While the coming redistribution of resources is on a scale with those of the past, there is a fundamental policy difference: In the past this redistribution required legislative action. The coming one, because of the automatic nature of entitlement spending, will require legislative action to prevent it. If the past policy changes triggering this massive resource reallocation required preponderant majorities, why not the reforms needed to address the future’s coming one?
If so, the reallocation of political resources must be on no less a scale than the coming reallocation of the nation’s economic resources. The current majority Republicans would need to add another 85 House and 13 Senate seats to equal the average of the four Roosevelt-Johnson Congresses. Minority Democrats would need another 115 House and 23 Senate seats. Considering that the coming elections, like the last several, are focused on simple control of these bodies — with just 15 House and 6 Senate seats now holding the balance of each body — the dramatic shift would need to be qualitative as well as quantitative, and that’s unlikely. Democracy in general, and America’s in particular, only moves by crisis, and none currently exists.
And the approaching fiscal crisis won’t come suddenly. It will build gradually as Baby Boomers enter the entitlement programs — beginning in 2011 for full retirement. The Social Security and Medicare trust funds are currently projected to begin running deficits in 2017 and 2006 respectively. These deficits represent when money will begin transferring from the General Fund to meet obligations.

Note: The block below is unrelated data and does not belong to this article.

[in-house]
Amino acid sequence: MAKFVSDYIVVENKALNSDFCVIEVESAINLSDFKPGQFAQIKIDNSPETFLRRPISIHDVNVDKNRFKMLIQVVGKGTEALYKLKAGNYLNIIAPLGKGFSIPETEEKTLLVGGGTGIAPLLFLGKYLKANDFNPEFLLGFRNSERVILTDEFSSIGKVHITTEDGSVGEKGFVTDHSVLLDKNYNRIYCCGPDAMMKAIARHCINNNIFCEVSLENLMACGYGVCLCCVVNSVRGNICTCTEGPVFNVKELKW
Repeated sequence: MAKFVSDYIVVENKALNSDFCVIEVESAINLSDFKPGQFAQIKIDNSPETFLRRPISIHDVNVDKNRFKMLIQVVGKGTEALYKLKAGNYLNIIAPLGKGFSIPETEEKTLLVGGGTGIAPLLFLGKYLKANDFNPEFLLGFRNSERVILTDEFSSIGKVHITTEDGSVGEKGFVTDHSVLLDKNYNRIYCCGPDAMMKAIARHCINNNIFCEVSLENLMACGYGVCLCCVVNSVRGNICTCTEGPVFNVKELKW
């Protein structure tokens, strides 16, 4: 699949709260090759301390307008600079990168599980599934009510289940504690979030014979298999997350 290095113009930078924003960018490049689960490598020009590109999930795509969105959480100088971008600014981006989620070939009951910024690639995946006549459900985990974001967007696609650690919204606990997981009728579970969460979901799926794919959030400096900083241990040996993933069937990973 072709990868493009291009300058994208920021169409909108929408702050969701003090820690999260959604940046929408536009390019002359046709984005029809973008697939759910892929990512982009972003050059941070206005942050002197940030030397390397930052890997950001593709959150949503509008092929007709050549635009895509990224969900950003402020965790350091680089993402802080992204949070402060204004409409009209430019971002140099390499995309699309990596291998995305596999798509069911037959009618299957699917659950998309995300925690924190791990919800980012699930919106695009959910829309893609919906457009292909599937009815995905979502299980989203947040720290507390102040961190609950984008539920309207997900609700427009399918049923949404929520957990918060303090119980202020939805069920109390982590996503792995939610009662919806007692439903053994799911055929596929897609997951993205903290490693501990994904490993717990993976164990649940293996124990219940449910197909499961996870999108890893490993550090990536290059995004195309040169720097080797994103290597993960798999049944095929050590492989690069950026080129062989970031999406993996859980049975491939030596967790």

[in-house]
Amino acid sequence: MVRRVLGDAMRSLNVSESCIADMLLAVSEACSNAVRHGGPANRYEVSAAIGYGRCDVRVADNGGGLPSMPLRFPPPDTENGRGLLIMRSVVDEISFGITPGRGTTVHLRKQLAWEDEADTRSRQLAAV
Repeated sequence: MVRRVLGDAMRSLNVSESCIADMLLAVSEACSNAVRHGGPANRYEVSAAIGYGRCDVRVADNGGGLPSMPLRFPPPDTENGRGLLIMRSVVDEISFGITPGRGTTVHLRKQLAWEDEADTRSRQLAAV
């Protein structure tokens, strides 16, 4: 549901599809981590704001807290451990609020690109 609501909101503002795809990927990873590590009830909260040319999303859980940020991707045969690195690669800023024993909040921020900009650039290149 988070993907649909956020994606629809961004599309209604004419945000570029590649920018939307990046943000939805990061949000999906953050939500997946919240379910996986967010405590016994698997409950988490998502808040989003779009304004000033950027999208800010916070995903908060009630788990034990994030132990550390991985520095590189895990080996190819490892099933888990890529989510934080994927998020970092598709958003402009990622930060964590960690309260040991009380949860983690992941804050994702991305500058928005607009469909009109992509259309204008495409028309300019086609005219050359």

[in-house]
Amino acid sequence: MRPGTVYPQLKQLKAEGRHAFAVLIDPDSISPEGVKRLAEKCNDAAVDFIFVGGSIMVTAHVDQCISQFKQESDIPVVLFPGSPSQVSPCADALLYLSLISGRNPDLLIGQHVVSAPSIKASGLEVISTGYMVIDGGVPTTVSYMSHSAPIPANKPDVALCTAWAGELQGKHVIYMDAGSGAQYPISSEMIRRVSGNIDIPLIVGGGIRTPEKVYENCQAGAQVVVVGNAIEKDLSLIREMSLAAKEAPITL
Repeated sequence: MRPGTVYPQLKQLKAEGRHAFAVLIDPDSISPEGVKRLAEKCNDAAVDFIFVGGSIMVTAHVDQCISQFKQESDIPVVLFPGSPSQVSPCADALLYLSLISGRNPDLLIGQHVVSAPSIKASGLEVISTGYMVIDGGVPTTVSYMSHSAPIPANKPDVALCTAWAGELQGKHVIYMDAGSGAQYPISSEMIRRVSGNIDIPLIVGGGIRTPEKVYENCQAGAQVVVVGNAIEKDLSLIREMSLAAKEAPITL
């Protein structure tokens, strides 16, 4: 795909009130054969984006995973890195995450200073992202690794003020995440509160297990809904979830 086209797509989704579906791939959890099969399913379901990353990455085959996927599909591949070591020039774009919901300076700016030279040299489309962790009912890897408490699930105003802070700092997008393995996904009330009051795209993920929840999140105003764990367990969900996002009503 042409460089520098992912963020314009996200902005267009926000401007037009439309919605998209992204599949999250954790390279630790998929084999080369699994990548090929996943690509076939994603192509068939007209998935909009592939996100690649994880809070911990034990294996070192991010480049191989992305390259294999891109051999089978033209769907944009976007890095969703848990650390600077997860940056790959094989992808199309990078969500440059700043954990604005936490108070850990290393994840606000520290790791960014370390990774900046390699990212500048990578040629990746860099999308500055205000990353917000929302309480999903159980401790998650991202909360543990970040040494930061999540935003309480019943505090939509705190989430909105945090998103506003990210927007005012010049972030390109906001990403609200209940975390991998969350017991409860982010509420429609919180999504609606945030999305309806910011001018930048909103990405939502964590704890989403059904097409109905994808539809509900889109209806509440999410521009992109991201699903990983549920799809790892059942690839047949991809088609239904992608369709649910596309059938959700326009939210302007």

Serious as the consequences will be, they won’t be immediate, but build over time as resources increasingly drain from the private sector to cover public sector obligations. As Japan, the world’s second-largest economy, demonstrated for well more than a decade, repercussions as serious as minimal economic growth can be endured for some time. Whether America would be so patient remains to be seen.
What does all this mean? That contrarian realism needs to supplant conventional wisdom. A near-term, bipartisan solution coming before the entitlement crisis’ impact is unlikely. At the same time we need to come to grips with the problem, we need to come to grips with the implications and limitations its resolution is likely to hold. The political will, the political resources and the action-forcing event are not yet in place. Neither will the entitlement explosion resemble the past. Unlike past episodes, it will be a resource realignment triggering a political realignment and these realignments will not be sudden, or unexpected.
In one very important regard, the coming entitlement explosion will follow current conventional wisdom and past realignment episodes: it will be cathartic.
J.T. Young served in the Treasury Department and the Office of Management and Budget from 2001 to 2004.